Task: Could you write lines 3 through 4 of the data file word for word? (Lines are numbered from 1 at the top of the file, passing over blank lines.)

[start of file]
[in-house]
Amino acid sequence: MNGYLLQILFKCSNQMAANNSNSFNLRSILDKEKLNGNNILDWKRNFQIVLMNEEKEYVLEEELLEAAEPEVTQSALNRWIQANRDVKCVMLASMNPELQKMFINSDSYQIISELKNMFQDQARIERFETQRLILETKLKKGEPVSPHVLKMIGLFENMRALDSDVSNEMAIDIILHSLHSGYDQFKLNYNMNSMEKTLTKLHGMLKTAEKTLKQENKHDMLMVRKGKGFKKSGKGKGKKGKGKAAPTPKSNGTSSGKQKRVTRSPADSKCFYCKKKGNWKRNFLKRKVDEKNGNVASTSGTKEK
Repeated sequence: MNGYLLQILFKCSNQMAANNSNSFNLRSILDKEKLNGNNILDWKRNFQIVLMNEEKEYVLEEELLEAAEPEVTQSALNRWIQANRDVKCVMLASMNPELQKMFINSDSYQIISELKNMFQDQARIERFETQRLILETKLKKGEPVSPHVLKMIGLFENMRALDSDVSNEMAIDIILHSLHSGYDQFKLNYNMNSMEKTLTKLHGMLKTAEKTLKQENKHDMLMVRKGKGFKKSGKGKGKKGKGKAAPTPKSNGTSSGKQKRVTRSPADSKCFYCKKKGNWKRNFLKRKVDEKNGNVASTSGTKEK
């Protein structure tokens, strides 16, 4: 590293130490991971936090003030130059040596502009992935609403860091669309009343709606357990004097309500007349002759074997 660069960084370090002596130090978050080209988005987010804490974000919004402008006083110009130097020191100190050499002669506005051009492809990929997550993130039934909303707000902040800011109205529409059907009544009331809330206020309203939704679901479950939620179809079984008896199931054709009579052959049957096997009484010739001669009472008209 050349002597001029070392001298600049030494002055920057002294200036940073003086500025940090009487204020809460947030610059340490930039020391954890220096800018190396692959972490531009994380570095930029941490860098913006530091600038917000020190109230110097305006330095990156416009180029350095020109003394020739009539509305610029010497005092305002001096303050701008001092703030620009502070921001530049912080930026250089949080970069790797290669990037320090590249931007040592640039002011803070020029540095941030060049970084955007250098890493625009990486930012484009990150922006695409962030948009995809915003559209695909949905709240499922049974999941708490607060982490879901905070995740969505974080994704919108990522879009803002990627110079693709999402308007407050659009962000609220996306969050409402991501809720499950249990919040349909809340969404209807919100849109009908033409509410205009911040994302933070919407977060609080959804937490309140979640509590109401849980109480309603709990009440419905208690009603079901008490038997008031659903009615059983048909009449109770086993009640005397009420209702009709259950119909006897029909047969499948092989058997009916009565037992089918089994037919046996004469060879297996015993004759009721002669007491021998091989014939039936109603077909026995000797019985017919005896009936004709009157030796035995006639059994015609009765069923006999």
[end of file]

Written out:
Repeated sequence: MNGYLLQILFKCSNQMAANNSNSFNLRSILDKEKLNGNNILDWKRNFQIVLMNEEKEYVLEEELLEAAEPEVTQSALNRWIQANRDVKCVMLASMNPELQKMFINSDSYQIISELKNMFQDQARIERFETQRLILETKLKKGEPVSPHVLKMIGLFENMRALDSDVSNEMAIDIILHSLHSGYDQFKLNYNMNSMEKTLTKLHGMLKTAEKTLKQENKHDMLMVRKGKGFKKSGKGKGKKGKGKAAPTPKSNGTSSGKQKRVTRSPADSKCFYCKKKGNWKRNFLKRKVDEKNGNVASTSGTKEK
């Protein structure tokens, strides 16, 4: 590293130490991971936090003030130059040596502009992935609403860091669309009343709606357990004097309500007349002759074997 660069960084370090002596130090978050080209988005987010804490974000919004402008006083110009130097020191100190050499002669506005051009492809990929997550993130039934909303707000902040800011109205529409059907009544009331809330206020309203939704679901479950939620179809079984008896199931054709009579052959049957096997009484010739001669009472008209 050349002597001029070392001298600049030494002055920057002294200036940073003086500025940090009487204020809460947030610059340490930039020391954890220096800018190396692959972490531009994380570095930029941490860098913006530091600038917000020190109230110097305006330095990156416009180029350095020109003394020739009539509305610029010497005092305002001096303050701008001092703030620009502070921001530049912080930026250089949080970069790797290669990037320090590249931007040592640039002011803070020029540095941030060049970084955007250098890493625009990486930012484009990150922006695409962030948009995809915003559209695909949905709240499922049974999941708490607060982490879901905070995740969505974080994704919108990522879009803002990627110079693709999402308007407050659009962000609220996306969050409402991501809720499950249990919040349909809340969404209807919100849109009908033409509410205009911040994302933070919407977060609080959804937490309140979640509590109401849980109480309603709990009440419905208690009603079901008490038997008031659903009615059983048909009449109770086993009640005397009420209702009709259950119909006897029909047969499948092989058997009916009565037992089918089994037919046996004469060879297996015993004759009721002669007491021998091989014939039936109603077909026995000797019985017919005896009936004709009157030796035995006639059994015609009765069923006999």